Case study education marketing

Project Highlight: Viewbook

What can you say about a school in 16 pages plus cover? Here, I’ll take you through the three-step process that led to an award-winning view book for a private school in Virginia. Best of all, it was produced on a shoestring budget.

These days, when everything seems to be on the screen instead of on your coffee table, it’s hard to convince a client to invest in the permanence and increased cost of a printed piece. Such was the case with the Pre-k through grade 12 school with whom I worked in Southwest Virginia. As most small private schools, the institution was cash strapped in the marketing department. However, the need became apparent that there were students to woo, and convincing a family to part with a significant portion of their income as an investment for their child’s future when the alternative was “free,” needed more than a slick website. It needed a tactile, emotive connection with families. Enter the view book.

Fifteen years ago, all private schools worth their salt (and their tuition) had a view book. Then websites got fancy and easy to navigate. Families who were going to send their child to a private school did their research online before even picking up the phone to schedule a tour. The view book seemed to lose its place in the marketing lineup. This sidelining was a mistake for those institutions who were aiming to convince families who weren’t sold on paying for school. How can you make a meaningful connection with a family who isn’t even looking for you? Advertising? Sure. But that will only peak an interest and has limited space and audience attention.

And, what if you wanted to woo families across the globe, as this school did? Reaching those families via digital marketing is challenging at the very least. The school realized it needed to go on the road, or on the plane, as it were, but they needed something to hand people that would connect with them and stick. Three steps happened to make sure they had what they needed.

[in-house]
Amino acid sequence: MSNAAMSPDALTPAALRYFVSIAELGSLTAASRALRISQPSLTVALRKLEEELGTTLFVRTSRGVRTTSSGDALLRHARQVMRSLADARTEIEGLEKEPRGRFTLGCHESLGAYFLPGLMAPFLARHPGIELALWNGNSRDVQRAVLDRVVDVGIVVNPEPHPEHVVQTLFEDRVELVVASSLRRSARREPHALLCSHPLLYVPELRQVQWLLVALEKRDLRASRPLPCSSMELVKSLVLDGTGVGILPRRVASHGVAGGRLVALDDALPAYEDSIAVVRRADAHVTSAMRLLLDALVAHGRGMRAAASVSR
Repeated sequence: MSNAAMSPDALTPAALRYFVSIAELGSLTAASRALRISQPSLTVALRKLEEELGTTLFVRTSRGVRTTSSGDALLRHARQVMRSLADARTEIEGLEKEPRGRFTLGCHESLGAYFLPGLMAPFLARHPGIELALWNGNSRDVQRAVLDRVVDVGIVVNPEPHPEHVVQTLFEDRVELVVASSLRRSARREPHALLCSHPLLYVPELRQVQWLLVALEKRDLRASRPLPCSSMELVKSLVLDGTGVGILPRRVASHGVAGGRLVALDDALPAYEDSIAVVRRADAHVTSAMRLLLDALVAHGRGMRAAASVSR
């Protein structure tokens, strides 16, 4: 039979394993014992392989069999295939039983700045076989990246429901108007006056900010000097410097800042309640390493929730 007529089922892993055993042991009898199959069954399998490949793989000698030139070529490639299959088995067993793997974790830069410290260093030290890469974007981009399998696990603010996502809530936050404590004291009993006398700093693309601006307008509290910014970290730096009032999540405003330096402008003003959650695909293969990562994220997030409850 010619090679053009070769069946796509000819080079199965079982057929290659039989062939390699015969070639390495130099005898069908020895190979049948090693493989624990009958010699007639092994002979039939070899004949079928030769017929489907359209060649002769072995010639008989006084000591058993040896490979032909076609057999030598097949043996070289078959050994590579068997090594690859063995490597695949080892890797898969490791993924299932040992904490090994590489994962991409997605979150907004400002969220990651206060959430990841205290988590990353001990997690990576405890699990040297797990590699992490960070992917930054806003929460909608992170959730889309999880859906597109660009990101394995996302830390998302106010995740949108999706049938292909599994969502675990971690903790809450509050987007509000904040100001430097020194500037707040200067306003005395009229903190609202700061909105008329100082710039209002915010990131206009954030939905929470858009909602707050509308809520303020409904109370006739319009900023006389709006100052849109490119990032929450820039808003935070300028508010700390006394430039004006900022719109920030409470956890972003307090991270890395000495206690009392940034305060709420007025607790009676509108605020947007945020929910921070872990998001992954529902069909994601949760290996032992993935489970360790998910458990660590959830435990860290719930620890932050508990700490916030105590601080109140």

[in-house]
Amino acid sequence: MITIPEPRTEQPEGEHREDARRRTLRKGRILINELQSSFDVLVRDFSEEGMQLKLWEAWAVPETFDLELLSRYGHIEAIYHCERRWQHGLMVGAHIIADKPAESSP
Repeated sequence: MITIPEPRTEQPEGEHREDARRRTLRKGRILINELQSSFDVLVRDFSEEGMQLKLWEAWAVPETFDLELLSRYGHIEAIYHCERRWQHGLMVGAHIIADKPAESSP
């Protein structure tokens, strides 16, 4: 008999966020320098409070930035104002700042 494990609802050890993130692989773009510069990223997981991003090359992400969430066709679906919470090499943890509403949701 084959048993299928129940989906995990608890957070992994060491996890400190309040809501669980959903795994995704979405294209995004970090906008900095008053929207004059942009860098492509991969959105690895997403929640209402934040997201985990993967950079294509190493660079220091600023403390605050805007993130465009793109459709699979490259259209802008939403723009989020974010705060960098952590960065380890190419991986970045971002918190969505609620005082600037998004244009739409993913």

1 Harness the voice, but don’t babble.

At the time, I was lucky enough to be the marketing director at the school, but I also had substantial experience in designing and producing long-form brochures for schools—though, to be honest, I had never written one. The budget did not allow for a copywriter, so it was up to yours truly to figure out what a family wanted to hear and how they would want to hear it in order to believe this school was the option for their child. I took inspiration from our social media channels. I had created a voice that was serious in purpose, but playful in execution, reminding families that this school is a place that not only sparks imagination and learning, but happiness as well.

Using the “Wild Mind” quote mentioned in a graduation speech by the head of school set up the spread on arts, but also helped relay the personality of the school and its values.

So now, I had my voice. But, people hate to read these days, so I needed to keep the copy short and sweet. And, what about those people in far-off places whose first language is something other than English? I had to figure out a way to entice them as well. Enter step 2.

2 Take advantage of technology, even in print.

Not only did I make sure to employ big, beautiful photography of our students learning, creating, socializing and succeeding, but I used technology to fill in the gaps between picture and text. QR codes are becoming more widely used (especially during the pandemic when no one wants to touch a menu), and so I employed that tool to point to videos of our students doing what we say they do.

QR codes that point to online assets such as Facebook posts, YouTube videos or the school’s website, help illustrate in a way words and static images can not.